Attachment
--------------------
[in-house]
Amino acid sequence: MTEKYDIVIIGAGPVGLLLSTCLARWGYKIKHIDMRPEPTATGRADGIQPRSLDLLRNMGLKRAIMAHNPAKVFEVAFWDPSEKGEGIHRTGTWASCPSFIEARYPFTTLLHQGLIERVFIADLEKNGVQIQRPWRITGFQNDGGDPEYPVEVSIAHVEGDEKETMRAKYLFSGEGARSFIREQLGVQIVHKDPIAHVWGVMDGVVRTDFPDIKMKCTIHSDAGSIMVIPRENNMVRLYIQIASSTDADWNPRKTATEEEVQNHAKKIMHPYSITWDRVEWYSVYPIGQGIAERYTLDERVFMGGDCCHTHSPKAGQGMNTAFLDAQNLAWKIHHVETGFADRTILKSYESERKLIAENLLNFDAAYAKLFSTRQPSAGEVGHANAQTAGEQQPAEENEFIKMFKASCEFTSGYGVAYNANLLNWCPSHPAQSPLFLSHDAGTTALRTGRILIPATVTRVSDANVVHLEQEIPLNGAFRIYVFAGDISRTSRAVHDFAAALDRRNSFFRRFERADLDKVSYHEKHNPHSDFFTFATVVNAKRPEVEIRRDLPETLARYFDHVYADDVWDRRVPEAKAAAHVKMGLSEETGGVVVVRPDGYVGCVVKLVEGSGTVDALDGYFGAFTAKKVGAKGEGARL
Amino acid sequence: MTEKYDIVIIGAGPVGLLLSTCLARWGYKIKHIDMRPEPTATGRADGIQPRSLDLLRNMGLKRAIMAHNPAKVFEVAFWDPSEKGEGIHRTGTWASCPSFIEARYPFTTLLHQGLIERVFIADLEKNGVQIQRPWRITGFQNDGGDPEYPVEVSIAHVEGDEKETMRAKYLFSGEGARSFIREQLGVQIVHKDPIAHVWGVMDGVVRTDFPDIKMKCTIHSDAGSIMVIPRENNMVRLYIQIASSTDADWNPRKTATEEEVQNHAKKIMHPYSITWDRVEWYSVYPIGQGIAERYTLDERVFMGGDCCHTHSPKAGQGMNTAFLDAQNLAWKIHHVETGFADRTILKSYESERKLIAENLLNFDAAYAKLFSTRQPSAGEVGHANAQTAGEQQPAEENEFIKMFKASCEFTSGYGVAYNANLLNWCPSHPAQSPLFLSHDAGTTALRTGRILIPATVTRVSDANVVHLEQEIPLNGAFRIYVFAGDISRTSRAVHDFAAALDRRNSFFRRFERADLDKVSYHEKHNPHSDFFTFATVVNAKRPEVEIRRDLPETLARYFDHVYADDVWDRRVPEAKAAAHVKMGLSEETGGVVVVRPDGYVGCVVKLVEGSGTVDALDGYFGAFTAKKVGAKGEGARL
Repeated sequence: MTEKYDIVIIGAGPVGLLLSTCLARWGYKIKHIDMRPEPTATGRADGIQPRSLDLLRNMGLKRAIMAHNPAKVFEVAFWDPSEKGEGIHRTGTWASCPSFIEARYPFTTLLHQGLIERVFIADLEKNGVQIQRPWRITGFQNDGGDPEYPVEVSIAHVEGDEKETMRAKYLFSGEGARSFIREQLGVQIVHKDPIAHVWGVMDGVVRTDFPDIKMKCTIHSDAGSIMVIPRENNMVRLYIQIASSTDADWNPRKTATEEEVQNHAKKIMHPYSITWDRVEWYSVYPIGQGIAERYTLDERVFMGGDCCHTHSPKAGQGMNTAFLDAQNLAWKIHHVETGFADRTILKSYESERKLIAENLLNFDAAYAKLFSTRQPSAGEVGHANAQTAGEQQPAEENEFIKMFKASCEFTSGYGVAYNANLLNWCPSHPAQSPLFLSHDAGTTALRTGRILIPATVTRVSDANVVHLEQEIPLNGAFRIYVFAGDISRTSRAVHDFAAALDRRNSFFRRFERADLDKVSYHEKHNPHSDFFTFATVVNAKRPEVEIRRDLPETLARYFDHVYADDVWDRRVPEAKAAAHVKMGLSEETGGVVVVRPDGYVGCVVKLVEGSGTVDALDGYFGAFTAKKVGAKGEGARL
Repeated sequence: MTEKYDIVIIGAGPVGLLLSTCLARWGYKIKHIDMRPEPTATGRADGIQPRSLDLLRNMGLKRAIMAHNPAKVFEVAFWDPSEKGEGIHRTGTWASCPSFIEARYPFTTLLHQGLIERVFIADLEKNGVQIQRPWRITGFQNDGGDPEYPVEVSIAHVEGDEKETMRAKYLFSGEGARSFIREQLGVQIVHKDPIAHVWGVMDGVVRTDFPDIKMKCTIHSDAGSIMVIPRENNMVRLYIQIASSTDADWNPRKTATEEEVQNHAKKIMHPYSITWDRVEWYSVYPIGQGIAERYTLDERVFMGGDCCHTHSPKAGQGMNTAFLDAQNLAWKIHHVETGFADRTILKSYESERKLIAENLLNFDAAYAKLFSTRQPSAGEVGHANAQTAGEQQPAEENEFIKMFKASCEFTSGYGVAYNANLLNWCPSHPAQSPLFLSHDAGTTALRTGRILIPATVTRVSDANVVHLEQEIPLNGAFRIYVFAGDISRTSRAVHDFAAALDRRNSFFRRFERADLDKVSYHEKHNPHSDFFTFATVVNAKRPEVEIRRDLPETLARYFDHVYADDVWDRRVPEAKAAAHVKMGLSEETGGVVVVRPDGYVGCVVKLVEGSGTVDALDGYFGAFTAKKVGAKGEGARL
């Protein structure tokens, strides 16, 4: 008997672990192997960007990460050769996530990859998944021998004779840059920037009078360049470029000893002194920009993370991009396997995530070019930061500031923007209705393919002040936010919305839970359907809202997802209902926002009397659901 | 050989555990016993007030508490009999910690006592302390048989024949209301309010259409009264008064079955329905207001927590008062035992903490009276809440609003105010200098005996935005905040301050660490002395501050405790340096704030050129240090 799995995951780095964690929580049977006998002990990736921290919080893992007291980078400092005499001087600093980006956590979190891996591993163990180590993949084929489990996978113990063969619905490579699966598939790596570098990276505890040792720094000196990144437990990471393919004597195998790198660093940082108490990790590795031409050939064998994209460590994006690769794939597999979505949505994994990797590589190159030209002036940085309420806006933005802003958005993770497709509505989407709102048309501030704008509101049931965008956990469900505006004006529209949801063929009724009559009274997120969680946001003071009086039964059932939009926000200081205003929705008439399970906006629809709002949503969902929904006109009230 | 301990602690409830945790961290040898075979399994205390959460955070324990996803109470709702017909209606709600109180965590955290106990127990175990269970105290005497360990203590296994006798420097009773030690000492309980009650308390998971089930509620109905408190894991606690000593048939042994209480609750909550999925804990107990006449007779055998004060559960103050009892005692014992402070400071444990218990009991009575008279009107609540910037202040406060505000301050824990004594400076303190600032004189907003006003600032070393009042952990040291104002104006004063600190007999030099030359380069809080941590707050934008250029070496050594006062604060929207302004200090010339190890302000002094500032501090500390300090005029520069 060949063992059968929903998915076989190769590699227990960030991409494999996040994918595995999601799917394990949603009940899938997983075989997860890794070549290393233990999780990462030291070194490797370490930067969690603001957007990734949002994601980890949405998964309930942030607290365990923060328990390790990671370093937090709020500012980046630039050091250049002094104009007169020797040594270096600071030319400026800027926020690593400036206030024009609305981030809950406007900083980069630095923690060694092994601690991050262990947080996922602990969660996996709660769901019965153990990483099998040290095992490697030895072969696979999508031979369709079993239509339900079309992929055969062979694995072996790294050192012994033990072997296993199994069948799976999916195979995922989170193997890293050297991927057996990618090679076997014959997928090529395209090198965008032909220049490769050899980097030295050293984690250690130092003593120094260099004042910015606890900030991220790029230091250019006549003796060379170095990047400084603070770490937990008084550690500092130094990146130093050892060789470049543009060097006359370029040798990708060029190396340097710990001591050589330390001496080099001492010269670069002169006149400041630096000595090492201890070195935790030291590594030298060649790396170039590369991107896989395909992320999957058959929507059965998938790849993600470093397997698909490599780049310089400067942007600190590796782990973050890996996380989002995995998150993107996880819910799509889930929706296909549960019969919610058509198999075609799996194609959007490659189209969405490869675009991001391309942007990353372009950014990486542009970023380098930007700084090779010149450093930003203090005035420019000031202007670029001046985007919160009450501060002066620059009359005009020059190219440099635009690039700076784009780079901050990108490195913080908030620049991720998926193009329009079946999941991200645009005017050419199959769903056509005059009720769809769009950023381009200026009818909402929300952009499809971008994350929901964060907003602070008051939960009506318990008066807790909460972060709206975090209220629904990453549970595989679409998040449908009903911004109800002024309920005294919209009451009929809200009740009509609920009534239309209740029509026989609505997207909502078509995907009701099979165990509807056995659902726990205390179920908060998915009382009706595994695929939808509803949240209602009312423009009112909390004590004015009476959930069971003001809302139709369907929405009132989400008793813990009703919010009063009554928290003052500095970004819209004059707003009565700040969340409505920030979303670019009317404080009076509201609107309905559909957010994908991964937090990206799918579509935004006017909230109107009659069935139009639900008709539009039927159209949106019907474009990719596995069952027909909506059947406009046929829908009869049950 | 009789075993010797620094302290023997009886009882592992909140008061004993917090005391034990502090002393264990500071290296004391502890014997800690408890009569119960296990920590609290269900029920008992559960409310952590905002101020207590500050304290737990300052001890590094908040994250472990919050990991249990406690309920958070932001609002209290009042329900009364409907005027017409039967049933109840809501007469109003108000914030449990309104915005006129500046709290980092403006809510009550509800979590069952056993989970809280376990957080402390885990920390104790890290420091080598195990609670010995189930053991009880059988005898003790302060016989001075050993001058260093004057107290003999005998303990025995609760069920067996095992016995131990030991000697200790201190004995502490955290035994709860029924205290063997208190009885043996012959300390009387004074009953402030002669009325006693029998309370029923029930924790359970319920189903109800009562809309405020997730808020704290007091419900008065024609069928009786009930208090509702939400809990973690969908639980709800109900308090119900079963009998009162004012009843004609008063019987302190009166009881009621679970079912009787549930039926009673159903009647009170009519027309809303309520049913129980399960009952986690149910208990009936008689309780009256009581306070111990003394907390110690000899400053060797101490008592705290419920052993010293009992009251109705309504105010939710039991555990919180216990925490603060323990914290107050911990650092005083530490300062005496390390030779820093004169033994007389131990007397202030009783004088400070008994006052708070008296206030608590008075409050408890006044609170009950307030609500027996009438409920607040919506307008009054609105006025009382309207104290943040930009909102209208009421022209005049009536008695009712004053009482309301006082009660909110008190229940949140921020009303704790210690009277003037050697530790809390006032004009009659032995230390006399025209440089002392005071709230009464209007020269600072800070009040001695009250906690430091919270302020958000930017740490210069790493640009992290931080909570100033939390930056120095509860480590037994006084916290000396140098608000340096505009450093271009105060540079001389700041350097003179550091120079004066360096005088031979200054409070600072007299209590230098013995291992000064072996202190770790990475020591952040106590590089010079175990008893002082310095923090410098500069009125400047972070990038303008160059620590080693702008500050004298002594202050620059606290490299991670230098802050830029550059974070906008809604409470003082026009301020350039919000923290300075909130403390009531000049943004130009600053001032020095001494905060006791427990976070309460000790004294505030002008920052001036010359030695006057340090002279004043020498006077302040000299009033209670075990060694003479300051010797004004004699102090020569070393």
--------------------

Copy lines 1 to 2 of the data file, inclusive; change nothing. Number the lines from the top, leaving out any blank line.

[in-house]
Amino acid sequence: MTEKYDIVIIGAGPVGLLLSTCLARWGYKIKHIDMRPEPTATGRADGIQPRSLDLLRNMGLKRAIMAHNPAKVFEVAFWDPSEKGEGIHRTGTWASCPSFIEARYPFTTLLHQGLIERVFIADLEKNGVQIQRPWRITGFQNDGGDPEYPVEVSIAHVEGDEKETMRAKYLFSGEGARSFIREQLGVQIVHKDPIAHVWGVMDGVVRTDFPDIKMKCTIHSDAGSIMVIPRENNMVRLYIQIASSTDADWNPRKTATEEEVQNHAKKIMHPYSITWDRVEWYSVYPIGQGIAERYTLDERVFMGGDCCHTHSPKAGQGMNTAFLDAQNLAWKIHHVETGFADRTILKSYESERKLIAENLLNFDAAYAKLFSTRQPSAGEVGHANAQTAGEQQPAEENEFIKMFKASCEFTSGYGVAYNANLLNWCPSHPAQSPLFLSHDAGTTALRTGRILIPATVTRVSDANVVHLEQEIPLNGAFRIYVFAGDISRTSRAVHDFAAALDRRNSFFRRFERADLDKVSYHEKHNPHSDFFTFATVVNAKRPEVEIRRDLPETLARYFDHVYADDVWDRRVPEAKAAAHVKMGLSEETGGVVVVRPDGYVGCVVKLVEGSGTVDALDGYFGAFTAKKVGAKGEGARL